Sydney developers are establishing Carlingford as the benchmark for future urban village developments – bustling, high-density communities free from overhead cables.
Taihan Electric Australia (Taihan), is working on a long-term, major project in the Sydney suburb of Carlingford. The suburb, which is 22km north-west of the Sydney CBD, is experiencing rapid urbanisation, subdivision and population growth – and the boom is projected to continue into the next decade.
But property values aren’t the only thing increasing in Carlingford. In 2013, developers began eyeing-off land for residential, commercial and recreational projects, and they wanted large, overhead cables out of the picture. As a result, Taihan began moving cables underground last year.
When the project is completed, project manager Gary Sharp said the Hills Shire will be given the freedom to transform into a modern, interconnected and stylish community.
“Removal of the 132,000V overhead cables should be completed late this year when the 132kV underground system, about 1.1km long, will replace it,” Gary said.
“There will be 12 underground cables in total. Six cables were installed in July, and the remaining six will be pulled in about one month’s time.
“This second lot of cables has to navigate local obstacles that can’t be relocated, such as bridges, heritage-listed properties and essential infrastructure. With this in mind, we’ll have to use horizontal directional drilling for the ducting. The initial six cables used the open trench method.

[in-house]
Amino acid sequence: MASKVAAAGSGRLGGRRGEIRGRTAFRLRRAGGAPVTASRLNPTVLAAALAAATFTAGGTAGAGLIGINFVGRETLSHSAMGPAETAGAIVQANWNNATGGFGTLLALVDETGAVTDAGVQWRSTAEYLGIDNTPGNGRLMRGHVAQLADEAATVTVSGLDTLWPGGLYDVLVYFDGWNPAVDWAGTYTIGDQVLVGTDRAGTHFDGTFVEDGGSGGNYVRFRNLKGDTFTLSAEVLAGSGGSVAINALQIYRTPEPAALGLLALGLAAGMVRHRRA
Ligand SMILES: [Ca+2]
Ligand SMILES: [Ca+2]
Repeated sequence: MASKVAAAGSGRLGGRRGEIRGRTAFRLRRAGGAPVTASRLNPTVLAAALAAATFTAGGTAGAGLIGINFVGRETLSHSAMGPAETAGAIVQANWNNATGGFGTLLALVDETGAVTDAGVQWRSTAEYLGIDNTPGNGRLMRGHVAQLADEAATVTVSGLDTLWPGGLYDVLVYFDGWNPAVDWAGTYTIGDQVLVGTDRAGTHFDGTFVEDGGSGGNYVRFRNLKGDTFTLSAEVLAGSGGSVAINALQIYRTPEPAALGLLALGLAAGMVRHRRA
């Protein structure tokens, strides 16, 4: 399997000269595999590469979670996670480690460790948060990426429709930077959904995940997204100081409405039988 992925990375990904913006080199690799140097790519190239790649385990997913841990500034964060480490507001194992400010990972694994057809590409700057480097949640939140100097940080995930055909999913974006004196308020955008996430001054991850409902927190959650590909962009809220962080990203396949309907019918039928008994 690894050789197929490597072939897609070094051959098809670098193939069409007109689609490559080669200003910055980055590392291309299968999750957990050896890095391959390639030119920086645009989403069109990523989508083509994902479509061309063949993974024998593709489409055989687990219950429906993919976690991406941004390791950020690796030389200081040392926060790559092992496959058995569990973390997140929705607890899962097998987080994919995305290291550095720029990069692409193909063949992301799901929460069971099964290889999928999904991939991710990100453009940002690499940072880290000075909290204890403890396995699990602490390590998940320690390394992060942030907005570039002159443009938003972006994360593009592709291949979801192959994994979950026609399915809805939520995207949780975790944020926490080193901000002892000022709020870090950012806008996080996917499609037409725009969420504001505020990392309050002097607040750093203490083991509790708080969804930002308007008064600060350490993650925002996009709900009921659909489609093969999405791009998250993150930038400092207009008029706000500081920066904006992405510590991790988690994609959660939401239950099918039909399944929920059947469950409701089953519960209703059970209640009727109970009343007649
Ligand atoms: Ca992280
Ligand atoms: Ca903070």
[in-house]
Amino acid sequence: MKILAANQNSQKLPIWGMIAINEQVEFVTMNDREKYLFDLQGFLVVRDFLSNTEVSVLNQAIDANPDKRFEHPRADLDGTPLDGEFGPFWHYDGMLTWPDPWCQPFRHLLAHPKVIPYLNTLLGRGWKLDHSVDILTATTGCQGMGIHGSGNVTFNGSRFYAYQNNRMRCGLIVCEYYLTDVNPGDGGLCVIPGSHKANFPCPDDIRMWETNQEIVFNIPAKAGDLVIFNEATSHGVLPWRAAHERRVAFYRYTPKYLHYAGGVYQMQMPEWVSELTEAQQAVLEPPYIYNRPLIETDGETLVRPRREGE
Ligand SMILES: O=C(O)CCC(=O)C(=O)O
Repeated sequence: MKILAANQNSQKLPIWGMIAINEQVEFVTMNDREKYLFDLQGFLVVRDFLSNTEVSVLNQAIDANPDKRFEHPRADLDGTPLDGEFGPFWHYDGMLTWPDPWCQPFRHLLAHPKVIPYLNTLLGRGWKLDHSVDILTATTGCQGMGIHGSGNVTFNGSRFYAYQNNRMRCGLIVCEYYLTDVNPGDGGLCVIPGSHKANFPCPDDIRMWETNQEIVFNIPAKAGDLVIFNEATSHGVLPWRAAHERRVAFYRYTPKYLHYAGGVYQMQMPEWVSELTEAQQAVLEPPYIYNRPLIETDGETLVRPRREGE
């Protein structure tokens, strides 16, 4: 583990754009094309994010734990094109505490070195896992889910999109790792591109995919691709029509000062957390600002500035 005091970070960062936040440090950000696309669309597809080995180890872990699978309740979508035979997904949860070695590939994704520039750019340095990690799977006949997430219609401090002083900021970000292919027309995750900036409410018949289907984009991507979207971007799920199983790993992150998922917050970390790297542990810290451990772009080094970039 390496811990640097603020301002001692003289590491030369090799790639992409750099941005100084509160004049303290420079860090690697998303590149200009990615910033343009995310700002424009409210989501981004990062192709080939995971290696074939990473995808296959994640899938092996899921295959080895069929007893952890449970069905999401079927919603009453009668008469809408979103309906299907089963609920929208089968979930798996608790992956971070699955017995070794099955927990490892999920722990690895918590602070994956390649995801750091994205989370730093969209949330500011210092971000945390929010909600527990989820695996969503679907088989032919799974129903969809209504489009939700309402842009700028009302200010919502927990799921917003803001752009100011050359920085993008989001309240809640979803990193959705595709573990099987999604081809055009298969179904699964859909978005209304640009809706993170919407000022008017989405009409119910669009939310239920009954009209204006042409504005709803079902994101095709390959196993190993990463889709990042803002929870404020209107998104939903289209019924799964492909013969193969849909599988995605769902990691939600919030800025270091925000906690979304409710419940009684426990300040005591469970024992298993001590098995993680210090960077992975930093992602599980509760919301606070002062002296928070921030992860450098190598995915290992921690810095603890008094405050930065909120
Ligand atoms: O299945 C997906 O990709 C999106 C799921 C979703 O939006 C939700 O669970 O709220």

Suitable ducts are being buried along the cable path. These can be quickly backfilled and covered over to minimise interruption to road users and the wider community. The cables will be pulled through these ducts with a winch. At 1.1km, this project will boast the longest single pull in Australia.
The Taihan extra high voltage (EHV) cable consists of a copper core, a special cross-linked polyethylene (XLPE) insulator and a metal outer earth conductor, and is covered in high-density polyethylene (HDPE) protection. Manufactured in Korea, Gary said the cable is larger than most people expect.
“The average diameter of a 132kV cable is 13cm – it’s big!” he said.
The underground system should be completed in September, at which point it will be handed over to the electricity network provider for testing. After connecting the system to its network, the provider will program the removal of the overhead cables and towers, which is expected to wrap-up at the end of 2016.